Around 2015, Amaarae’s Nigerian fan base started growing fast across the internet. Three years later, she featured on Cruel Santino’s cult hit, ’Rapid Fire.’ Till this day, a lot of Nigerians don’t realize that she’s actually Ghanaian.
“It started in college, I think. All my friends were Nigerian, my roommate was Nigerian, all my friends that I would go to club with… 98% of people I used to be around were Nigerian,” Amaarae reminisces while she smiled “I had an interview recently and I had to tell my Nigerian interviewer that I was Ghanaian, not Nigerian and they were like, ‘Oh my God’ [laughs].”
Recently, Vogue Magazine named Amaarae, a Ghanaian as one of the four women challenging the norm in Nigeria. As talented and peculiar as Amaarae is to her Nigerian audience, she’s still Ghanaian and she is always keen to highlight that.
“When they were doing that article, the whole premise of it was supposed to be ‘The Alte Artists of Now.’ The article was meant to cover me, Odunsi, Cruel Santino and Tems,” she clarifies. “There was no discussion around the content being used for [that Vogue piece]. I didn’t even know till I saw it and chunks of my interview were left out and they said that they had to fix it.”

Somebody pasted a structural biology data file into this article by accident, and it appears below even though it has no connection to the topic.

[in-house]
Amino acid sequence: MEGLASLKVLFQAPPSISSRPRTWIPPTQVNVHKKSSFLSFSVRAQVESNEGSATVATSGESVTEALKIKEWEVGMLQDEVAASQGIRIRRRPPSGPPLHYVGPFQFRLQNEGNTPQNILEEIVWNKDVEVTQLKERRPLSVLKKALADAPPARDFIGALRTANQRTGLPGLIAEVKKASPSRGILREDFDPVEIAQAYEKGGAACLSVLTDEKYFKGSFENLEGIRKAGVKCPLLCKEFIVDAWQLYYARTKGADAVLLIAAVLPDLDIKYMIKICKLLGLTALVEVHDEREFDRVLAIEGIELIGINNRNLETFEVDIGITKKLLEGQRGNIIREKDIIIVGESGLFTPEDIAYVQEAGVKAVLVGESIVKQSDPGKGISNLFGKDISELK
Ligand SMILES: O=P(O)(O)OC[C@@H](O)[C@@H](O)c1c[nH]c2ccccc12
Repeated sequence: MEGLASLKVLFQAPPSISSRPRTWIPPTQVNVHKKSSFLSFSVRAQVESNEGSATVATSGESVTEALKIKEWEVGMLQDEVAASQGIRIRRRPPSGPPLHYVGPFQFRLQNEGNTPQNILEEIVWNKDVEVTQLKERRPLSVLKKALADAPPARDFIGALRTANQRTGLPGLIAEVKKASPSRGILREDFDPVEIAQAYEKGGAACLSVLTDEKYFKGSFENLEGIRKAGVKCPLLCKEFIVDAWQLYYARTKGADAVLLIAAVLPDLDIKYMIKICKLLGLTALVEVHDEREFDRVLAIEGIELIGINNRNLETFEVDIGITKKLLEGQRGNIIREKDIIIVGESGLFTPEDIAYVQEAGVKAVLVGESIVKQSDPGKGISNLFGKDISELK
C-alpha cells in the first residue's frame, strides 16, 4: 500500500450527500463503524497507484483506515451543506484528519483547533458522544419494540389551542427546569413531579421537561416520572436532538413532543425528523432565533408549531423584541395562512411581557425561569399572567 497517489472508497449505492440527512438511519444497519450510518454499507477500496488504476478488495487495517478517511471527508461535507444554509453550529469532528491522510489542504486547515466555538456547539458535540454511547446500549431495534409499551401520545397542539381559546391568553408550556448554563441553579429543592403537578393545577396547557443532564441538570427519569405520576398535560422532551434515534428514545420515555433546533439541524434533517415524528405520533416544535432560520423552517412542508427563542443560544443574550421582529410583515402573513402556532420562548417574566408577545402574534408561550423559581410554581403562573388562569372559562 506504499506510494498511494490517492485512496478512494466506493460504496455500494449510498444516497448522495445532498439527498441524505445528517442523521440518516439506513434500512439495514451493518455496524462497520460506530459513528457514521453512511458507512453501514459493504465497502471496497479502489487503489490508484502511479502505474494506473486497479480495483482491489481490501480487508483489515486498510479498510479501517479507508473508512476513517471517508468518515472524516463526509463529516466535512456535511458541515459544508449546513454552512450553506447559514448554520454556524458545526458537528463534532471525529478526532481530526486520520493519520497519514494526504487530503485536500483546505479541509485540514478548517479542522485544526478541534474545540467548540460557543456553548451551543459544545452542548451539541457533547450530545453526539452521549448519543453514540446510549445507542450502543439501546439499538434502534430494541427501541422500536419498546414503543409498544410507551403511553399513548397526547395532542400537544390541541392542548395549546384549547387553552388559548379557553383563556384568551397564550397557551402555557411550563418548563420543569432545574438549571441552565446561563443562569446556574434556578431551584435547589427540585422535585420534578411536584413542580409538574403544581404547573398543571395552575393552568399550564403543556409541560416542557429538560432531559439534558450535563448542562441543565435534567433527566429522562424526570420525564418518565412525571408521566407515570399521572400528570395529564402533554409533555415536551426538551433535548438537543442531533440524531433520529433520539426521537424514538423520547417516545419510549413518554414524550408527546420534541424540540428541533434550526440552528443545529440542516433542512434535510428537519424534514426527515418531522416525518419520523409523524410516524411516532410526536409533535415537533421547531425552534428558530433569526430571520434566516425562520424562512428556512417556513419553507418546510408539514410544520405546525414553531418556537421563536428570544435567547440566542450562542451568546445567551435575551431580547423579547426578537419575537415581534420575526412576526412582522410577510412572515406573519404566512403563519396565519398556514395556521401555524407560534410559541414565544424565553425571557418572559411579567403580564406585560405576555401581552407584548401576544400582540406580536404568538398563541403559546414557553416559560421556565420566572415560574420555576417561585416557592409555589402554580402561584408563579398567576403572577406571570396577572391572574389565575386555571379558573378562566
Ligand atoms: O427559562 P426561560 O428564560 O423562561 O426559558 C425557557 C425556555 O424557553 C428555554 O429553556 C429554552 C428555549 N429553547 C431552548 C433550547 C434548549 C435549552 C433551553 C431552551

“That said, I actually do identify with who I am as a Ghanaian and I don’t try to hide it. There’s just been this sweep that makes Nigeria identity with my music more than Ghana,” she spectacularly posits. “You know how they say, ‘Go where you’re loved?’ It’s my Nigerian audience that’s giving me ginger everyday [laughs], strategy suggests that I follow that.”
“They are streaming and posting the album… Girls are dancing to it in Nigeria. It’s now almost like my identity is getting confusing [laughs],” Amaarae jokes. “But when you’re talking about my locale, which is Ghana, I don’t think I have gotten ⅛ of the love and acceptance that I’ve gotten from Nigeria. I’m not denying my identity, it’s just that the connection to Nigeria is so thick. My team now even has a majority of Nigerians, you know.”
Ghana might not connect with her music now, but Amaarae isn’t worried or downcast by it. She feels like the Nigerian audience is just more naturally disposed to consuming her music and hopes that her Ghanaian audience comes alive soon.